Adam Levin, The Instructions

Audre Lorde
“I do not wish my anger and pain and fear about cancer to fossilize into yet another silence, nor to rob me of whatever strength can lie at the core of this experience, openly acknowledged and examined. For other women of all ages, colors, and sexual identities who recognize that imposed silence about any area of our lives is a tool for separation and powerlessness, and for myself, I have tried to voice some of my feelings and thoughts about the travesty of prosthesis, the pain of amputation, the function of cancer in a profit economy, my confrontation with mortality, the strength of women loving, and the power and rewards of self-conscious living.”
Audre Lorde, The Cancer Journals

James  Jones
“And let me tell you something else, my friend," she said in the precise enunciation of a trained nurse talking to a worried patient. "It is all very easy for a man to talk about living in the present. Much more so than for a woman, who is liable to get knocked up higher than a kite every time the man enjoys himself in the present. Thats one thing I dont have to worry about, thank God. But there are a lot of others: such as what I am going to do when my husband kicks me out and then my lover throws me over when he has to support me, and me not being trained for anything but to be somebody's wife and having to do all my politicking and achieving and gain what little success I can by getting behind some stupid man and pushing him.”
James Jones, From Here to Eternity

David Park
“Then I discover when you take a step forward, even a small step, the fear doesn’t exercise such a tight grip. It’s still there but it’s somehow reduced and you allow yourself to feel less of a helpless victim because ultimately it’s the sense of powerlessness that does you in.”
David Park, Travelling in a Strange Land

Rebecca Solnit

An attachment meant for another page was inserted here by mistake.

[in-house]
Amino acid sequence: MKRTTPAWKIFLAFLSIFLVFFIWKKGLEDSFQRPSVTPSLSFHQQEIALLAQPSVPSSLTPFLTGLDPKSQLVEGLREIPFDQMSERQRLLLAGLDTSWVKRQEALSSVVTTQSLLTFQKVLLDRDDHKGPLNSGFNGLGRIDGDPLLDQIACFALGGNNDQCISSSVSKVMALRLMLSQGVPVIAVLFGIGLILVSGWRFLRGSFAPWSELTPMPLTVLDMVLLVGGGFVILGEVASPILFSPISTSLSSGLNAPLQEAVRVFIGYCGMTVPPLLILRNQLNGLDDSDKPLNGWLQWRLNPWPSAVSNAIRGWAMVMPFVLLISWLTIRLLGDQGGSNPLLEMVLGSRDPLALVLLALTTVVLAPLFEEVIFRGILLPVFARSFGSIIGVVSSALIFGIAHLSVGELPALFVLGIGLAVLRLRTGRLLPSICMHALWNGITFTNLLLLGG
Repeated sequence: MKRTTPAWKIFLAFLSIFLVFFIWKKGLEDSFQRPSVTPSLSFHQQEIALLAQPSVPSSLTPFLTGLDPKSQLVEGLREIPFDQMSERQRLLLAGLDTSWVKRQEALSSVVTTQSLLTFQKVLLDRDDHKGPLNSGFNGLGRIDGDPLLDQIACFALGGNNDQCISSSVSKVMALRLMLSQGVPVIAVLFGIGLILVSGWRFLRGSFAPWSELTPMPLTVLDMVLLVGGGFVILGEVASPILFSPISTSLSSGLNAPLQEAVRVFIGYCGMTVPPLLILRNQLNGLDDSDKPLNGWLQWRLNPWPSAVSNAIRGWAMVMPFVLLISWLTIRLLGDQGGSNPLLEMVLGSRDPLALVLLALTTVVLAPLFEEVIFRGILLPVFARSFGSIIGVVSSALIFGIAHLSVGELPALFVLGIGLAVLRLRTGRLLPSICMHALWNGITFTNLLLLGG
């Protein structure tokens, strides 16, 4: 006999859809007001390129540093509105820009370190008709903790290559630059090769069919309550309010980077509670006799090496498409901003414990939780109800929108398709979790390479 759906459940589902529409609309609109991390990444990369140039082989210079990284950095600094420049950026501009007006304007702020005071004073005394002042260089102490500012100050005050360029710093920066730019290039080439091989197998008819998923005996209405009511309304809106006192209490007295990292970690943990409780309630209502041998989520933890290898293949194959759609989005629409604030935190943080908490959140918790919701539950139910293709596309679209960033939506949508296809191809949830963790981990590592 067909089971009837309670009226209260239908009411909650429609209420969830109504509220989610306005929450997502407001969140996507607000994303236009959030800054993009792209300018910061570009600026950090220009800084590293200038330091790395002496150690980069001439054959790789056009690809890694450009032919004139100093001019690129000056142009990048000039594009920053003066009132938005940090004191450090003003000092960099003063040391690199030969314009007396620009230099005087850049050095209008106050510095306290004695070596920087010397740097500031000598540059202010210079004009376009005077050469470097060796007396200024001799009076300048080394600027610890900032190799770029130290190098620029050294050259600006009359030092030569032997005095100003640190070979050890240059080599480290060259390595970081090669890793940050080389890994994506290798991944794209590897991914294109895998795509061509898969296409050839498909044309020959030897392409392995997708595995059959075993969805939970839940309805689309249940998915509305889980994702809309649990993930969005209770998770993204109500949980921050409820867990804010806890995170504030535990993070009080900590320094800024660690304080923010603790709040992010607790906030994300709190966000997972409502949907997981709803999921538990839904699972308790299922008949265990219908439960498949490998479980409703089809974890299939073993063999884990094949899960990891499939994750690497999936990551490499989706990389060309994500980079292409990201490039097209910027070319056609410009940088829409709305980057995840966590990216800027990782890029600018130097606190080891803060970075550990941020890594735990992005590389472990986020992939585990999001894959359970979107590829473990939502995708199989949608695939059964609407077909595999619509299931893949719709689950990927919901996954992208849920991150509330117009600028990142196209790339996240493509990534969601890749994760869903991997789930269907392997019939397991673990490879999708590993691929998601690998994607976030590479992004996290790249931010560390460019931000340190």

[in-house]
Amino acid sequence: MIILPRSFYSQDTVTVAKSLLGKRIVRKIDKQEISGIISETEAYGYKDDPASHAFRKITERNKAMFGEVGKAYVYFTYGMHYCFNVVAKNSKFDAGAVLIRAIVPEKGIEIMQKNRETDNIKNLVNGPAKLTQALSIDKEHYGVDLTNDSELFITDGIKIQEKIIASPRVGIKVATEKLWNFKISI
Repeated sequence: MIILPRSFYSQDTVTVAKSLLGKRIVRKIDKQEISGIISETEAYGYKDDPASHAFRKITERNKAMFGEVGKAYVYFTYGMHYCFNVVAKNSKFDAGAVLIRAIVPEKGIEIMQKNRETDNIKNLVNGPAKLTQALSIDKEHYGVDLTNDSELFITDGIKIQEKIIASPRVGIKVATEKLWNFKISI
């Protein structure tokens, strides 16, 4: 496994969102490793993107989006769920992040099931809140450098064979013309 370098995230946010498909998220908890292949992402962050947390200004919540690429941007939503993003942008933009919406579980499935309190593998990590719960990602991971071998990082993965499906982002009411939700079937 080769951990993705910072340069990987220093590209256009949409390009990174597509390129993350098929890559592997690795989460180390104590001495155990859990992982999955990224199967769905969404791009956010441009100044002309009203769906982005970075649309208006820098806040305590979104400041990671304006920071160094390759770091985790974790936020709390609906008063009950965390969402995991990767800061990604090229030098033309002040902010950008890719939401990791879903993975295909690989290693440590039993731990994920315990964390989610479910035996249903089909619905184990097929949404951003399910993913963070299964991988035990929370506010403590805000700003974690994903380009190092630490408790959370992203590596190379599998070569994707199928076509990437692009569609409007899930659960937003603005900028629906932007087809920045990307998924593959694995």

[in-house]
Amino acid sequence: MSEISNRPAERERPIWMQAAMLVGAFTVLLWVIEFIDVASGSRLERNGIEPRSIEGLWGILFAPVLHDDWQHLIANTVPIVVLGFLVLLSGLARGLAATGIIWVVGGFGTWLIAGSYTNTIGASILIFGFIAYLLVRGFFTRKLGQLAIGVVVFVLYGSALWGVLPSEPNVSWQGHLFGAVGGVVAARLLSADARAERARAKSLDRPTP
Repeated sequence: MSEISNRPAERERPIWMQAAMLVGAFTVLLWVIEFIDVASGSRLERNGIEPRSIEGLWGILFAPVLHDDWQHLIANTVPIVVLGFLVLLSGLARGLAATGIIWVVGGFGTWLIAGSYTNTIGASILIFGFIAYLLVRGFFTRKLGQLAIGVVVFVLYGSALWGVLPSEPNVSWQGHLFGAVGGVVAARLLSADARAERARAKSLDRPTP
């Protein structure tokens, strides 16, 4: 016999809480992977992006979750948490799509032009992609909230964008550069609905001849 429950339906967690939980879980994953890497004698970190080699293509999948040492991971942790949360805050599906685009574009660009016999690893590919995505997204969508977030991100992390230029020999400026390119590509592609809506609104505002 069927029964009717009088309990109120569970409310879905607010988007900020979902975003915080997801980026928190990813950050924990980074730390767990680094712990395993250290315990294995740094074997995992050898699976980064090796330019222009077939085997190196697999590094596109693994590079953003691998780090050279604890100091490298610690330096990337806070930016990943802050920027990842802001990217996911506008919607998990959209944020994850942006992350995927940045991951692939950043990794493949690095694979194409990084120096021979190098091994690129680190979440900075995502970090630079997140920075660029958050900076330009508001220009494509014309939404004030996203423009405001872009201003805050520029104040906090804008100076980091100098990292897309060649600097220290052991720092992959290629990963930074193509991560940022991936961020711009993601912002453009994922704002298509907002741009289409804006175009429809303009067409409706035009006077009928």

“I felt hemmed in, hunted. Over and over women and girls were attacked, not for what they'd done, but because they were at hand when a man wished to. To punish is the word that comes to mind but for what might linger as a question. Not for who, but for what they were, we were. But really for who he was, a man who had the desire and believed he had the right to harm women. To demonstrate that his power was as boundless as her powerlessness.”
Rebecca Solnit, Recollections of My Nonexistence: A Memoir

Thom Yorke
“If there is a devil at work then he rests in institutions and not in individuals. Because the beauty of institutions is that any individual can abdicate responsibility. The assumption that we're all utterly powerless, that's the devil at work.”
Thom Yorke

Elizabeth Jane Howard
“It is extraordinarily difficult not to hate someone when one feels powerless with them.”
Elizabeth Jane Howard, Casting Off

Martin Luther King Jr.
“Indeed, one of the great problems that the Negro confronts is his lack of power. From the old plantations of the South to the newer ghettos of the North, the Negro has been confined to a life of voicelessness and powerlessness. Stripped of the right to make decisions concerning his life and destiny, he has been subject to the authoritarian and sometimes whimsical decisions of the white power structure. The plantation and the ghetto were created by those who had power both to confine those who had no power and to perpetuate their powerlessness. The problem of transforming the ghetto is, therefore, a problem of power—a confrontation between the forces of power demanding change and the forces of power dedicated to preserving the status quo.”
Martin Luther King Jr., Where Do We Go from Here: Chaos or Community?

« previous 1 3 4